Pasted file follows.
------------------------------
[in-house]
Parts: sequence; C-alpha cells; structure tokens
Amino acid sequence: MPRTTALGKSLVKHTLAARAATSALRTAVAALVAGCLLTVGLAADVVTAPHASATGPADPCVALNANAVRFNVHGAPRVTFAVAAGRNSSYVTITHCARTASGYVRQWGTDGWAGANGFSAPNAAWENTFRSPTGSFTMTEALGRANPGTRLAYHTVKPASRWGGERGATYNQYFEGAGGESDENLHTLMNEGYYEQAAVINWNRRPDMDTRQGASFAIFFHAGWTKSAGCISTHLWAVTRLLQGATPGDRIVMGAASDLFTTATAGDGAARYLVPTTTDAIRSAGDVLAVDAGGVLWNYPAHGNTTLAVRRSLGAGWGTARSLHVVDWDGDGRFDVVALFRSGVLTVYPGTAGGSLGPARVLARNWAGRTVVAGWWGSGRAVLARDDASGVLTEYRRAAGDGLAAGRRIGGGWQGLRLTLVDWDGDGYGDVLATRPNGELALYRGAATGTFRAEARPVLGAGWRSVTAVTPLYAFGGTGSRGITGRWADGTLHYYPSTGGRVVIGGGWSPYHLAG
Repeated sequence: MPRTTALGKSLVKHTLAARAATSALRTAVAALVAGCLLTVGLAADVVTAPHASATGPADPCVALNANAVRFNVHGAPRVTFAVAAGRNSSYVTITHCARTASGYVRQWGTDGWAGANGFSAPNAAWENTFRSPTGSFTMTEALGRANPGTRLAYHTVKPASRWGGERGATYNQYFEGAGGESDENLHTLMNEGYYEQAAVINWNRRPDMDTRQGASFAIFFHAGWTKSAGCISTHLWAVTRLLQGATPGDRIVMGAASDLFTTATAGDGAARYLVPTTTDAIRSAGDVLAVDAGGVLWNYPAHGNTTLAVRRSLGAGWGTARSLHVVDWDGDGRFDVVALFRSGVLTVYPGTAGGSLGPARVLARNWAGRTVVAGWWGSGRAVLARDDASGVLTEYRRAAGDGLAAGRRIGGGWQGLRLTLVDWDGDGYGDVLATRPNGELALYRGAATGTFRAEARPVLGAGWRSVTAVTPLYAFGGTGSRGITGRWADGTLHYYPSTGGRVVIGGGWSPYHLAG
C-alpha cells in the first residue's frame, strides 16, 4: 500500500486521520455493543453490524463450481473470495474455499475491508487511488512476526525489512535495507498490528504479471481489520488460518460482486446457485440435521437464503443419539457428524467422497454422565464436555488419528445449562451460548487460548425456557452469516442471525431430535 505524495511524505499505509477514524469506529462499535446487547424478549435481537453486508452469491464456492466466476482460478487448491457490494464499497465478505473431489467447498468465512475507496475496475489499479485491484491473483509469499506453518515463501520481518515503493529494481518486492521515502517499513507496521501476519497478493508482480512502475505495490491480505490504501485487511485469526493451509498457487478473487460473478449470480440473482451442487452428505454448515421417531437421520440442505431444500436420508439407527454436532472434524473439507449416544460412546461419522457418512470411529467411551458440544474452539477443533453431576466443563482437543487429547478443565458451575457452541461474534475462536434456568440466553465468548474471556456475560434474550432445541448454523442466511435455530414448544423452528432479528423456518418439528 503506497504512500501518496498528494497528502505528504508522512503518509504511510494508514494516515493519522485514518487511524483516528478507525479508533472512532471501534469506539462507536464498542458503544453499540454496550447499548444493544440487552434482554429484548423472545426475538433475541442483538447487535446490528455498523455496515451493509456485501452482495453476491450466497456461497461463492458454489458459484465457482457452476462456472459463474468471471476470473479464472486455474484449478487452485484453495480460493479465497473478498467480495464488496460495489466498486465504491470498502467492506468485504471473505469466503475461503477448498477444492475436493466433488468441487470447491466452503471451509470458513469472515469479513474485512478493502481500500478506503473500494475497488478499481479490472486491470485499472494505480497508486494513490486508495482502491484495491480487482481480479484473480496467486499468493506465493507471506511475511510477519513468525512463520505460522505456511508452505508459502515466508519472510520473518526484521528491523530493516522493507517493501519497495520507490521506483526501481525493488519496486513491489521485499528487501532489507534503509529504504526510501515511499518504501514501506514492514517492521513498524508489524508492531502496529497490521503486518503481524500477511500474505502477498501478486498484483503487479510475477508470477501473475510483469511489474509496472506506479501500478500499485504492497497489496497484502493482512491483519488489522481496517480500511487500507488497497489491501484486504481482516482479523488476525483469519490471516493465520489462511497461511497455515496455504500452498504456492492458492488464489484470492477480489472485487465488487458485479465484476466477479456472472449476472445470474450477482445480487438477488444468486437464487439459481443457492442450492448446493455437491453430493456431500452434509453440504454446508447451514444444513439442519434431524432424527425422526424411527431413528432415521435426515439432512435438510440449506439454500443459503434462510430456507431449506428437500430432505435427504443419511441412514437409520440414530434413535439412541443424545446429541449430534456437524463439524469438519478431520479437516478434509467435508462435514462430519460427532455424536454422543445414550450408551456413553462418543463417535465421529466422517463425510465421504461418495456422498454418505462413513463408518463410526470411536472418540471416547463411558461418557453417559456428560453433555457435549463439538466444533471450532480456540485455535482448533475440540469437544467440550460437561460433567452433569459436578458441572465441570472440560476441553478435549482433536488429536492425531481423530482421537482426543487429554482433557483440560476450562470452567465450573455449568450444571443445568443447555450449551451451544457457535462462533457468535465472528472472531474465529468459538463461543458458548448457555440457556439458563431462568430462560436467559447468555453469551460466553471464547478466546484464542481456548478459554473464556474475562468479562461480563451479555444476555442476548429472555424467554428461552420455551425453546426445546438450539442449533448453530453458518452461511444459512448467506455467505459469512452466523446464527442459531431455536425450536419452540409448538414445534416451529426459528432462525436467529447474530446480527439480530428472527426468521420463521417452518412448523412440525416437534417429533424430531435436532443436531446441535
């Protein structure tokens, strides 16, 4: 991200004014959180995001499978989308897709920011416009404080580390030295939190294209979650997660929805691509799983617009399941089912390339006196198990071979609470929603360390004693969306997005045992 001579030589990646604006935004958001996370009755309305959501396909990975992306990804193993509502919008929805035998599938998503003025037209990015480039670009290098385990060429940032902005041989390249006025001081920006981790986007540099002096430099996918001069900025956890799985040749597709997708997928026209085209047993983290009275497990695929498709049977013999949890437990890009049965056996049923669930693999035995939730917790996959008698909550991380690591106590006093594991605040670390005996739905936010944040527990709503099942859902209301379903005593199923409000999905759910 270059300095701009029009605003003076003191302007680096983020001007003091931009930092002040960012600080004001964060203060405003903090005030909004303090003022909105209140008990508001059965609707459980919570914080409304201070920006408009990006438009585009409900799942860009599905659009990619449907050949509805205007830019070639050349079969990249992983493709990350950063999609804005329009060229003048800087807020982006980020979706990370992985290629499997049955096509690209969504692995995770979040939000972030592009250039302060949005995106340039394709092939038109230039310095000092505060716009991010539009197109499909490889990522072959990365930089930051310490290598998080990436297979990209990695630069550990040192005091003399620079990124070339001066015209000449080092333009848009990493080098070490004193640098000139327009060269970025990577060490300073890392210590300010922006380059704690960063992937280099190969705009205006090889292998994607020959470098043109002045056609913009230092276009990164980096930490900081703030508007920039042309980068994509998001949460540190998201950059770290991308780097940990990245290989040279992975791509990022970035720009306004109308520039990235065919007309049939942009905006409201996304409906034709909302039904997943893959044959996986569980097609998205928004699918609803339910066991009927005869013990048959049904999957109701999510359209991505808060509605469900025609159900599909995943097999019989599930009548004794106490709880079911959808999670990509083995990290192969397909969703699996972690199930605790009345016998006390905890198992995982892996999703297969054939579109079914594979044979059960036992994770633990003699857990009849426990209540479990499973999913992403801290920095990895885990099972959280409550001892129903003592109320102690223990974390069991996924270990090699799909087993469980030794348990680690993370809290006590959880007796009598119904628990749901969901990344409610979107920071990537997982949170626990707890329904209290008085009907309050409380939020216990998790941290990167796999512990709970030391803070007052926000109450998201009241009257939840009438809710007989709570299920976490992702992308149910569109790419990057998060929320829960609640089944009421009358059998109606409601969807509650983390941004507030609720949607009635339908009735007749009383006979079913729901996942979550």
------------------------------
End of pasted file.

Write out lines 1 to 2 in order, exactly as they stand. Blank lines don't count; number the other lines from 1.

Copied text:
[in-house]
Parts: sequence; C-alpha cells; structure tokens